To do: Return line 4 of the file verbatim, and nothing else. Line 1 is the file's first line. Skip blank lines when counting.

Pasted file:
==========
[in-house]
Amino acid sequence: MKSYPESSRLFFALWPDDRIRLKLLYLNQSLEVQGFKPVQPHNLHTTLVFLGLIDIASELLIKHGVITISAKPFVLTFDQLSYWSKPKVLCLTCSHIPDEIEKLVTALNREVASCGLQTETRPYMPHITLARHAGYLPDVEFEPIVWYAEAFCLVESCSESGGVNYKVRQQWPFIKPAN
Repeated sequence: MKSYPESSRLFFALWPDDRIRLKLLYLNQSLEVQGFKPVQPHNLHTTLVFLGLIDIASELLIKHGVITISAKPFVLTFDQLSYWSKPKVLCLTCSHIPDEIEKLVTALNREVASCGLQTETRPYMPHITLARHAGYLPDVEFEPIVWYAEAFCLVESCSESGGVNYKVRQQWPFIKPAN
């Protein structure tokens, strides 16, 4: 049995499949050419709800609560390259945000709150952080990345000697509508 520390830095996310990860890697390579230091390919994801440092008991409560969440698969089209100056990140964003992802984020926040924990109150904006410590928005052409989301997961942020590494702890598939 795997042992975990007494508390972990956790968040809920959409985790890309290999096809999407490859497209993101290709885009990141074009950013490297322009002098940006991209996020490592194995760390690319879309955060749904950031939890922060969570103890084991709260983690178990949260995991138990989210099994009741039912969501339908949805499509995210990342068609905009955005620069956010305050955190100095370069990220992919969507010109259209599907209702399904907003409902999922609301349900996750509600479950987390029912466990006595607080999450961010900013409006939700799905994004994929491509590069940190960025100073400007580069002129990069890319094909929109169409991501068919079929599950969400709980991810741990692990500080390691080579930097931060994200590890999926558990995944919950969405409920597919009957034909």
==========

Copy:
């Protein structure tokens, strides 16, 4: 049995499949050419709800609560390259945000709150952080990345000697509508 520390830095996310990860890697390579230091390919994801440092008991409560969440698969089209100056990140964003992802984020926040924990109150904006410590928005052409989301997961942020590494702890598939 795997042992975990007494508390972990956790968040809920959409985790890309290999096809999407490859497209993101290709885009990141074009950013490297322009002098940006991209996020490592194995760390690319879309955060749904950031939890922060969570103890084991709260983690178990949260995991138990989210099994009741039912969501339908949805499509995210990342068609905009955005620069956010305050955190100095370069990220992919969507010109259209599907209702399904907003409902999922609301349900996750509600479950987390029912466990006595607080999450961010900013409006939700799905994004994929491509590069940190960025100073400007580069002129990069890319094909929109169409991501068919079929599950969400709980991810741990692990500080390691080579930097931060994200590890999926558990995944919950969405409920597919009957034909």